May 22, 2013, CAMBRIDGE, MA – A panel with honorary degree recipients was held at Episcopal Divinity School on Wednesday. The Right Rev. Michael Curry, Jamie Bissonette Lewey, and the Rev. Canon Dr. Gregory Straub, who are to receive doctor of divinity degrees at the EDS commencement ceremony on May 23, spoke about their lives and offered details about their ministerial work.
The panel, moderated by the Rev. Margaret Rose, deputy for ecumenical and interfaith collaboration for the Episcopal Church, and a Procter Scholar at EDS, was equal parts informal and insightful. The three speakers provided anecdotes – both lighthearted and poignant – underscoring the uniqueness of their experiences.
The Rev. Canon Dr. Gregory Straub, who retired in January as Executive Officer of the General Convention and Secretary of the General Convention of the Episcopal Church, talked about the Church’s transformation towards openness and inclusion through the years. Today’s Church is a “world away from the Church of the first General Convention that I was a part of,” he said. “What the Church has come to understand of itself is that its members, and those it seeks to attract as members, want to see somewhere within the church’s leadership persons like themselves.” Regarding his time as executive officer for the General Convention, Straub said that it was a pleasure to serve, before adding, “When I say pleasure, that’s what I mean.”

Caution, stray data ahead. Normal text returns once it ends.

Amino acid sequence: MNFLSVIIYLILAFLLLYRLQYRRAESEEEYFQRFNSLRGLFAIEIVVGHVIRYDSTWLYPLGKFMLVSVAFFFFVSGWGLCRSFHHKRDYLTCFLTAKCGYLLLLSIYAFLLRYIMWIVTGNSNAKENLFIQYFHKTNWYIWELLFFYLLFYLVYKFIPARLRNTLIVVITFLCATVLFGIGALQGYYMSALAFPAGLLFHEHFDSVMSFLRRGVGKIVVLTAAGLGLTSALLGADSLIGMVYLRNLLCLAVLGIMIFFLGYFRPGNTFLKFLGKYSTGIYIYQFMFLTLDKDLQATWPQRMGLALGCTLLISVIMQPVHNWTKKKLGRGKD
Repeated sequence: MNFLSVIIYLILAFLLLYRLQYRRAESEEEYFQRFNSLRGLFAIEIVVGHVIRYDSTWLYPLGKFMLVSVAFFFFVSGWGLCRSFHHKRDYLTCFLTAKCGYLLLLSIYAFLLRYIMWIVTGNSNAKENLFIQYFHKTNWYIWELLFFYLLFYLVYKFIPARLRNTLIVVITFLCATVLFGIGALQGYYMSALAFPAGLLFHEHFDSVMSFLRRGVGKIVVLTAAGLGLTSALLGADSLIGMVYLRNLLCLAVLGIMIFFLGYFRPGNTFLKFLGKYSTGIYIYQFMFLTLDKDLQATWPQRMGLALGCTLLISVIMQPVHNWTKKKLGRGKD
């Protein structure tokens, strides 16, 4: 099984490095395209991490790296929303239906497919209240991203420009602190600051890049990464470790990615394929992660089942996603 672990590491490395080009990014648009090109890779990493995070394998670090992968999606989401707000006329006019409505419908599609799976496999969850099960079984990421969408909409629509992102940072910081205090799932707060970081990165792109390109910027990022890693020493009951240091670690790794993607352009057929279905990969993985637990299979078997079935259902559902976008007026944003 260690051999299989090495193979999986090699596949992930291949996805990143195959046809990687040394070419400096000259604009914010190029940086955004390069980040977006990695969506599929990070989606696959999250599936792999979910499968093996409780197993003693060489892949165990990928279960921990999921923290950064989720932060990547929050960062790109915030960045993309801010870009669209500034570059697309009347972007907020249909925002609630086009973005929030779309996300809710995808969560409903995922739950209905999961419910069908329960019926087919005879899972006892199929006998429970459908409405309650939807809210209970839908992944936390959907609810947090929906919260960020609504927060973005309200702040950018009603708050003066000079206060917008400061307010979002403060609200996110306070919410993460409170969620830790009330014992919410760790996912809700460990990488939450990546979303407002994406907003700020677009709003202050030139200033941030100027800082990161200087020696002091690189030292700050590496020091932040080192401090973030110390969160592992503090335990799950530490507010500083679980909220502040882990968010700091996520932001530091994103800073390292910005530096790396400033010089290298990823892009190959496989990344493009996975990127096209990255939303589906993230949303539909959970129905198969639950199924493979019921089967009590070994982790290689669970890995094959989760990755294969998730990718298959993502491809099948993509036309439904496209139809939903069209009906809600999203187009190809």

Jamie Bissonette Lewey, chair of the Maine Indian Tribal-State Commission and coordinator of the Healing Justice Program for the American Friends Service Committee in New England, introduced herself in her native language. She then shared her experiences of working for transformative justice. Lewey stressed the need to think differently about the criminal justice system and mentioned that possessing the “resources to be responsible” is a step forward in healing a broken system. She added that learning to reconcile and to love can effectively tackle tribal and criminal justice and human rights issues. “Do we continue on this journey together?” she asked, in closing.
The Right Rev. Michael Curry, eleventh Bishop of North Carolina, talked about his experience of serving as rector at St. James’ Church in Baltimore during the 1980s. Speaking about the gang violence and drugs endemic during that time, Bishop Curry told the audience of his belief that “God did not put us on this earth simply to consume the oxygen.” He recounted the frequent turf wars and the deaths of young gang members during this time, and spoke of his realization that “our salvation is tied to their salvation.” “No, we are not here to consume oxygen,” Bishop Curry restated. “God put us here to change the world.”